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Effect of Immune Reconstitution on Resistance to Brugia pahangi in Congenitally Athymic Nude Mice
Ann C. Vickery, Albert L. Vincent and William A. Sodeman, Jr.
The Journal of Parasitology
Vol. 69, No. 3 (Jun., 1983), pp. 478-485
Stable URL: http://www.jstor.org/stable/3281358
Page Count: 8
You can always find the topics here!Topics: Spleen cells, Larvae, Inoculation, Heterozygotes, Antibodies, Parasites, Infections, Antigens, T lymphocytes, Mice
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The dichotomy of resistance to Brugia pahangi (Nematoda: Filarioidea) between nonsusceptible, euthymic C3H/HeN mice, heterozygotic for the "nu" gene (+/nu), and susceptible, congenitally-athymic "nude" (nu/nu) C3H/HeN mice, suggests that resistance is thymus-dependent. To test this hypothesis, the effect of syngeneic neonatal thymus grafts and neonatal thymus cell suspensions on recovery of worms at day 40 PI, and responses to Concanavalin A (Con A) were examined in reconstituted nudes. Nude recipients of a thymus graft 7 or 14 wk before subcutaneous inoculation with 50 infective larvae (L3) yielded no worms and responded strongly to Con A. Serum from these mice reacted in two lines of identity with serum from similarly-infected heterozygotes by double radial immunodiffusion against an adult worm saline extract. Nude recipients of a thymus 2 days or 3 wk before inoculation harbored an average of three or two worms, respectively. Intravenous injection of nude recipients with 107 or 108 neonatal thymus cells seven weeks before inoculation was less effective in conferring resistance to B. pahangi and responsiveness to Con A. Complete resistance to B. pahangi could be adoptively transferred to nude mice by 108 spleen cells obtained from infection-primed heterozygotes and injected intravenously on the day of larval inoculation. The same numbers of unprimed spleen cells were less effective when injected 3 wk before inoculation, although numbers of worms were significantly reduced. Passive transfer of primed heterozygote serum, containing high titers of antibodies to adult worm and larval antigens, failed to protect nude recipients against a larval inoculum in the absence of cellular reconstitution. These results suggest that resistance to B. pahangi in mice is the consequence of complex thymus-dependent immune responses, and that the nude mouse-B. pahangi system will be a useful new model for the study of mechanisms of protective immunity to lymphatic filarial parasites.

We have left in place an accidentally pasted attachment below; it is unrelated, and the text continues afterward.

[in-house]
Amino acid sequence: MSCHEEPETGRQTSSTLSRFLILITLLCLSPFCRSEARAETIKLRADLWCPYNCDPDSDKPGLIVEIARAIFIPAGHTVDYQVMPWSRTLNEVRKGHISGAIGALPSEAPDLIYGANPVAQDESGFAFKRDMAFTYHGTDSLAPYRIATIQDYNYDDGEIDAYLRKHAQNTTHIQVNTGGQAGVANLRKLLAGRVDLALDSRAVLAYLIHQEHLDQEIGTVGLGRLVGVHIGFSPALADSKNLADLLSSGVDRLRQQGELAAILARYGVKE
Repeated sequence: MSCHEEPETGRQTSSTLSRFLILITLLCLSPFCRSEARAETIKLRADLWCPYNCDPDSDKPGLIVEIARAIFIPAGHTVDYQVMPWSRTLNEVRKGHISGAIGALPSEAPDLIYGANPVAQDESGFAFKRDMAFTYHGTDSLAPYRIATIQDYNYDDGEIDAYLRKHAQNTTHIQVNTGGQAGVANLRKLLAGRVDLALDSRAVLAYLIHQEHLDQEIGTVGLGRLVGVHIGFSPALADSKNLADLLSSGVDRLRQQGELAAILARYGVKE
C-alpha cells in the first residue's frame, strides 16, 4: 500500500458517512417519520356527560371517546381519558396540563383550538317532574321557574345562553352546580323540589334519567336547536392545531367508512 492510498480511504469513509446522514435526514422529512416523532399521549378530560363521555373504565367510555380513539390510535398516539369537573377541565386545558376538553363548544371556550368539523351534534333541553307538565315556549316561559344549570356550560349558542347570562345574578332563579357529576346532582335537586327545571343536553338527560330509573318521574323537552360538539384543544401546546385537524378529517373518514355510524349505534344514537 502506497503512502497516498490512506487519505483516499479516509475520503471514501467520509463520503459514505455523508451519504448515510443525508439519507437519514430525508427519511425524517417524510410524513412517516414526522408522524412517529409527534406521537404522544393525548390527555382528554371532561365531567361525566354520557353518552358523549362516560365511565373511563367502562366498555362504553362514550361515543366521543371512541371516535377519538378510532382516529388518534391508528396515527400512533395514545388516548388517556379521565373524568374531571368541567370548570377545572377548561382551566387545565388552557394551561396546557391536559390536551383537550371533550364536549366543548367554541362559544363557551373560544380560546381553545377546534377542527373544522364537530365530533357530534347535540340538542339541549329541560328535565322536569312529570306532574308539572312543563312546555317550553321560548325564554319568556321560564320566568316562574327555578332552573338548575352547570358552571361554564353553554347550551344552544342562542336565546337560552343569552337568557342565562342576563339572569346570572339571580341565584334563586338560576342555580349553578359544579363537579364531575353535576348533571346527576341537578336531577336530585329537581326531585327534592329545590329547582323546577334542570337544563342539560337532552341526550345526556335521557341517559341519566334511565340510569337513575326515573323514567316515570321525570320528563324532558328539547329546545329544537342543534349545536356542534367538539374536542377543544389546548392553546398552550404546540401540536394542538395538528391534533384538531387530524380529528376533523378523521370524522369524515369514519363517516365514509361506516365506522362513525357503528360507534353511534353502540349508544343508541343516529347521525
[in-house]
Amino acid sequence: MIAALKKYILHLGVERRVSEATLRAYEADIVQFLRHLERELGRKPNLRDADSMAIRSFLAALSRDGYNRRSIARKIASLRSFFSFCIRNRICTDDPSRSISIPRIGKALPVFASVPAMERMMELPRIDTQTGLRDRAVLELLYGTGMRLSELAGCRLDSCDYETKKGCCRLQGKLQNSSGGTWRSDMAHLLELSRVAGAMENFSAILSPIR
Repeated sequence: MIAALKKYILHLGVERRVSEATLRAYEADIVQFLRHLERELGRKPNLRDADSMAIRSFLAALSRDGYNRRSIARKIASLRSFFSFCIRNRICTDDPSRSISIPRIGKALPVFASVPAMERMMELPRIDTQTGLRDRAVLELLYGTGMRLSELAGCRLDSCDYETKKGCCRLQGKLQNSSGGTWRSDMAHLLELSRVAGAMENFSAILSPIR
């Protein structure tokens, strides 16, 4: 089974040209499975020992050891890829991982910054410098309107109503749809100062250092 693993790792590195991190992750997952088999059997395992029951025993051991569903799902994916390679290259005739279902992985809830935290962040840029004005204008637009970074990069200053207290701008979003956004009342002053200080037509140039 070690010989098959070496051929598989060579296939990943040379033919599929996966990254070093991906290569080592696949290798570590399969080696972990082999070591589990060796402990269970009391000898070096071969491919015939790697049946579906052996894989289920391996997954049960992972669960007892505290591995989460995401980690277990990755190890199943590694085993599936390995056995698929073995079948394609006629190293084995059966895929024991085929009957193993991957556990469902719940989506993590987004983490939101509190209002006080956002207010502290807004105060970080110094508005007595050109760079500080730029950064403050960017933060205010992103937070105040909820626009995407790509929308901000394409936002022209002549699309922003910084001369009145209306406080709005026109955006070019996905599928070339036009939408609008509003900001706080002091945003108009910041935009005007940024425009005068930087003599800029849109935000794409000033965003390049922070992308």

The Journal of Parasitology © 1983 The American Society of Parasitologists